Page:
Previous month:
September 2003
Next month:
November 2003

Ok, I’m going to have

Ok, I’m going to have to make this quick. The push to get Max sleeping in his own bed is going well. He only came to my room once last night. Pretty good, no? But having Max there in his room in the morning is causing Raphael to wake up far earlier than usual. Max always starts the day with a good twenty minutes or so of stretch and yawn. This is before he even opens his eyes. He rolls over, reaches arms up and legs down, and sighs at the simple joy of it. Then he goes back to sleep for another five minutes. Then another stretch…and so on. Well, I was used to it, but Raphi isn’t and he’s been jumping up at the first movement and announcing in a sleep- croaky voice, “Iss mornin’ time! Hey Mats! Iss mornin’ time! Git me out!” Max, always up for an early morning adventure, promptly hops out of bed and liberates Raphael from his crib.
So all that to say that my nights have been fractured and my mornings have been early, and I’m not firing on all cylinders.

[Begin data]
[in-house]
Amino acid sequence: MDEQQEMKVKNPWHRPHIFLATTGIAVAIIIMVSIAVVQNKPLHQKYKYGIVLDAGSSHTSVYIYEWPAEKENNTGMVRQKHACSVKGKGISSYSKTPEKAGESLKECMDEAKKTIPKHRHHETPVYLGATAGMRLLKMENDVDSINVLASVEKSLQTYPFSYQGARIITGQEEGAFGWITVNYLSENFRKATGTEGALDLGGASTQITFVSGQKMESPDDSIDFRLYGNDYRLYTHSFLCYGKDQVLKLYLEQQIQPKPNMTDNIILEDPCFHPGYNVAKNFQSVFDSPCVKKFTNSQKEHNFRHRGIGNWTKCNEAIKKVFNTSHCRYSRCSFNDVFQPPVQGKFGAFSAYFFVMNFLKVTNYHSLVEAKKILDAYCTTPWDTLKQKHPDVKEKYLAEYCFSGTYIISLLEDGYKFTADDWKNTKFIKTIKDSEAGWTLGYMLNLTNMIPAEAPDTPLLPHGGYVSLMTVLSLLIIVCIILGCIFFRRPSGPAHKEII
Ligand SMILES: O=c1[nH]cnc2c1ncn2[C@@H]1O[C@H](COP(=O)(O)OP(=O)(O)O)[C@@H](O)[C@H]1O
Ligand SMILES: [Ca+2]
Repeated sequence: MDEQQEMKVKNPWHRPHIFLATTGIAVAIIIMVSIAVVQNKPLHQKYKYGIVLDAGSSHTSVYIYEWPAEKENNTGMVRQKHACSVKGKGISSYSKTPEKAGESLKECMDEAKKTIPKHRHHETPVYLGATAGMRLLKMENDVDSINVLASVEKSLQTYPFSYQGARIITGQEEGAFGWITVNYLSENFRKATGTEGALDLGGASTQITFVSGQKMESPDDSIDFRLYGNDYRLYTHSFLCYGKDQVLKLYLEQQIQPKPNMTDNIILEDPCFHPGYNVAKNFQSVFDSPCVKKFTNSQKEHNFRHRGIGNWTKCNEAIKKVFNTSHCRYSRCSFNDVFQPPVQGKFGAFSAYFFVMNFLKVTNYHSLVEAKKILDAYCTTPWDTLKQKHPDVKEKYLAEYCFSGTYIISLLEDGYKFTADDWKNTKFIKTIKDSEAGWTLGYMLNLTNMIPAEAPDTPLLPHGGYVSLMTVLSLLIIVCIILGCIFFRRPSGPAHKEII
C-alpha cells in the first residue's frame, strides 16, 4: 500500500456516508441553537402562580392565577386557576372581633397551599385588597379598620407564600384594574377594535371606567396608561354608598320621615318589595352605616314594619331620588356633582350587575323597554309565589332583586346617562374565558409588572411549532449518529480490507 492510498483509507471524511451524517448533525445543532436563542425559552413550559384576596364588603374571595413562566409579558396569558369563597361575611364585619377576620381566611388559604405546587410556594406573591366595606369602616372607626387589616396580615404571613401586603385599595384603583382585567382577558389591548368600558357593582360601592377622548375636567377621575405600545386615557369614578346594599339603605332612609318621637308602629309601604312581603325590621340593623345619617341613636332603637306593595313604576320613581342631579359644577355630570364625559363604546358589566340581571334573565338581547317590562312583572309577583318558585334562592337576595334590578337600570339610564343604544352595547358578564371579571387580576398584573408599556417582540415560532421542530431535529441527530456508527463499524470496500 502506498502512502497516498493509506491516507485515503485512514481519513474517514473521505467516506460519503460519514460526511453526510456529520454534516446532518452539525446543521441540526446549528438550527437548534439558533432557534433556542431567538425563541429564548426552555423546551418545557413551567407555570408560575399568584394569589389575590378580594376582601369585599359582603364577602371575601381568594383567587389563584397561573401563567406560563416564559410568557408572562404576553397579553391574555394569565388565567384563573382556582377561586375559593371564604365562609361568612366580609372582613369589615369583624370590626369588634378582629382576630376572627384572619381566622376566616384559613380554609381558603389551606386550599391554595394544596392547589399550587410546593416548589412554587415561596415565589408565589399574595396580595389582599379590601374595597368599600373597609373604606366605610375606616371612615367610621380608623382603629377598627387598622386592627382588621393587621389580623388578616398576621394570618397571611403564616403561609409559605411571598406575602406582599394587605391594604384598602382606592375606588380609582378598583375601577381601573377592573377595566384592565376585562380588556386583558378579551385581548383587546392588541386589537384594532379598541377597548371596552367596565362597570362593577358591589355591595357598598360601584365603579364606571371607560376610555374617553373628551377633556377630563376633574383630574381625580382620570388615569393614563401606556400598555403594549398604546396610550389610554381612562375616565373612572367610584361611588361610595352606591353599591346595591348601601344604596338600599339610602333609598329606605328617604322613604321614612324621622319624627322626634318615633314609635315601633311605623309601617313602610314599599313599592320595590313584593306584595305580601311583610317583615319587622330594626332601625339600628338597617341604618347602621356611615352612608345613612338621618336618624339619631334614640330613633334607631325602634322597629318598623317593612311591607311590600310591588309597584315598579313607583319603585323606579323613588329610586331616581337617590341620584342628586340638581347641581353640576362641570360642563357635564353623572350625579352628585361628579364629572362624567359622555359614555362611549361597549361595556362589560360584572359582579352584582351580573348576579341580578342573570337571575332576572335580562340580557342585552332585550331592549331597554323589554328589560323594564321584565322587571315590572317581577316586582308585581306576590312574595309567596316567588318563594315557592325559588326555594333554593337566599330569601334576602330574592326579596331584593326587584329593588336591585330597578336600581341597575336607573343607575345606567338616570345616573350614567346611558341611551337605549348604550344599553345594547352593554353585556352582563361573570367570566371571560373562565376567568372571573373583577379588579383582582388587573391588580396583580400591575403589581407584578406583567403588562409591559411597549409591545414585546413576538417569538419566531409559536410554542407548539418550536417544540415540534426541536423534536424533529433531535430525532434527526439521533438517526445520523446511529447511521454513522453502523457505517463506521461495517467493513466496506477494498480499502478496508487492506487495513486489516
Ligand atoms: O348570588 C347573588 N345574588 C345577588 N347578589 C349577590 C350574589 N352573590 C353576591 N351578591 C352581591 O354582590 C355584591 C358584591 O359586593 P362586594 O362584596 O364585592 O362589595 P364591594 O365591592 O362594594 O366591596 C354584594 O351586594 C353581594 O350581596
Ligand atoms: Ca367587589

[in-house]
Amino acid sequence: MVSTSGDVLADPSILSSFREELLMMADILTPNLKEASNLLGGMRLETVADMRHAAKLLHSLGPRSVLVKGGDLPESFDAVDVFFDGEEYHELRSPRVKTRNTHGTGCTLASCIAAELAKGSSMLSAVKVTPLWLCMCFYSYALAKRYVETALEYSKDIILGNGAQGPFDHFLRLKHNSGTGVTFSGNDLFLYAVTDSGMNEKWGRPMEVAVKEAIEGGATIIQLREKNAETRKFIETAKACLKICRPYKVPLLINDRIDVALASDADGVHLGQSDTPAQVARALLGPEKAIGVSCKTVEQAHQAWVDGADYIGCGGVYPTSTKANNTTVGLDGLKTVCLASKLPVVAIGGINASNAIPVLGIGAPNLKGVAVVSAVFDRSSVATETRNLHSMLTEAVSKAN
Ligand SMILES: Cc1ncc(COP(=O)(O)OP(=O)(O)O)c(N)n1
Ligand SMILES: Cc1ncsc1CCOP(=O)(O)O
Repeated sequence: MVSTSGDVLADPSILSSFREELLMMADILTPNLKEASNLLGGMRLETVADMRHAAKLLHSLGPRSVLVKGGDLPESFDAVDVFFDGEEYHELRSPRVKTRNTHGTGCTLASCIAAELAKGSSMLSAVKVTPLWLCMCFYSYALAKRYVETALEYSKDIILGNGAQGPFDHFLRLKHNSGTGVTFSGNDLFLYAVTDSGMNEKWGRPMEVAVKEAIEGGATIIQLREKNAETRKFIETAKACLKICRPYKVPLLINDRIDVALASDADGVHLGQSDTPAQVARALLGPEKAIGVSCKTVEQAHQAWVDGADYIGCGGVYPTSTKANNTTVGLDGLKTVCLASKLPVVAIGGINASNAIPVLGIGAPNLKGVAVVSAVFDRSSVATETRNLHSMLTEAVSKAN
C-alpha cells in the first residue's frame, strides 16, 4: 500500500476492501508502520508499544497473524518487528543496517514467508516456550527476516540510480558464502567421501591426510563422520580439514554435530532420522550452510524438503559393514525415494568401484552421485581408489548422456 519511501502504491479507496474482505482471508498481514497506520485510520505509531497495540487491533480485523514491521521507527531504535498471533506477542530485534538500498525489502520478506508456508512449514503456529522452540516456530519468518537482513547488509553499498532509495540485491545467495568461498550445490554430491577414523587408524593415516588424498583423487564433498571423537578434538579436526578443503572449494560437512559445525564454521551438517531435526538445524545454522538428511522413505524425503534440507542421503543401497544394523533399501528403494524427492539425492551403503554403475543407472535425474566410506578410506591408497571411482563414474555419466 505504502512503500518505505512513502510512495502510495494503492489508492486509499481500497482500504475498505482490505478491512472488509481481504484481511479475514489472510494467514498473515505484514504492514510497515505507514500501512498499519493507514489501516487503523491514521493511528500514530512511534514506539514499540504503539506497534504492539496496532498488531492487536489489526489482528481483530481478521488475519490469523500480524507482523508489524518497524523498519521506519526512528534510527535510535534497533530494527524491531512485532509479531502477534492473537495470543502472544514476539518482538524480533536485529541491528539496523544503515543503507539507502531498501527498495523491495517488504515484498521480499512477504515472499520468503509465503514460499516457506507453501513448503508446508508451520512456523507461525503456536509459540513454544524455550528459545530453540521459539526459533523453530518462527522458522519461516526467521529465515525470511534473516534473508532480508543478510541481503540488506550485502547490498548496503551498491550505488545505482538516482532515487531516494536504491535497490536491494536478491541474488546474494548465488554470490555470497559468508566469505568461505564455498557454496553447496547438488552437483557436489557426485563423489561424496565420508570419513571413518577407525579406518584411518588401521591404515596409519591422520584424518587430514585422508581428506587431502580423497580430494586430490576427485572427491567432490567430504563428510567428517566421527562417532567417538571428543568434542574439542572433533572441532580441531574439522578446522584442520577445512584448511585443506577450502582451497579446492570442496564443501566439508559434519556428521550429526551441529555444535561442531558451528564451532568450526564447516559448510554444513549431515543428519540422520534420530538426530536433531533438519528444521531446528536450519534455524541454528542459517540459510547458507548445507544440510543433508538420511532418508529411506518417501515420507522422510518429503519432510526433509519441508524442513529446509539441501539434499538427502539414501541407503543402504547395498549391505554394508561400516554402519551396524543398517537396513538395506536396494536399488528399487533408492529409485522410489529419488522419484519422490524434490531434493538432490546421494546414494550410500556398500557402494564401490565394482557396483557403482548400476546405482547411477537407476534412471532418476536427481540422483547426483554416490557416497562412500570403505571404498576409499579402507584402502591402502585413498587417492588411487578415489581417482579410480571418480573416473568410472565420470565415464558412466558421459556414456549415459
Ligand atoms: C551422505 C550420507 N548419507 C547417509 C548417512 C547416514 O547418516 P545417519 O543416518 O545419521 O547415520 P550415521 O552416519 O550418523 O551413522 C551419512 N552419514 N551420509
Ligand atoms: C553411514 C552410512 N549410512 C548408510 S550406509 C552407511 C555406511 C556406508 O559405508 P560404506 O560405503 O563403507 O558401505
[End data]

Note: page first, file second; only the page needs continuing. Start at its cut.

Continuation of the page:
Do you think it’s a bad thing that Max told me tonight he didn’t want to be called Max anymore? He wants to change his name to Luke, and wanted to know how to spell it. At first he said he wanted to be called Carl, but I think my look of horror steered him away. No offense if your kid’s name is Carl. It’s just not a name that fits Max. I mean, Carl. Where does he get this stuff? The other morning he was twirling around in the kitchen, doing his best to make my breakfast preparations impossible, and he announced dreamily, “Last night I dreamed I was in the land of Chicken-Bird.” Then he went on to tell the most outrageous tale of his dream of the land of Chicken-Bird. Somewhere between the horse that could fly and the magic cup that could pour out whatever you wanted, I looked at the sly smile on his face and realized something. He’s making most of this up.
Damn. The kid’s a writer. And he does fiction.
Well, at least he’s got a pen name already.

I’m sooooo tired. Stupid tired.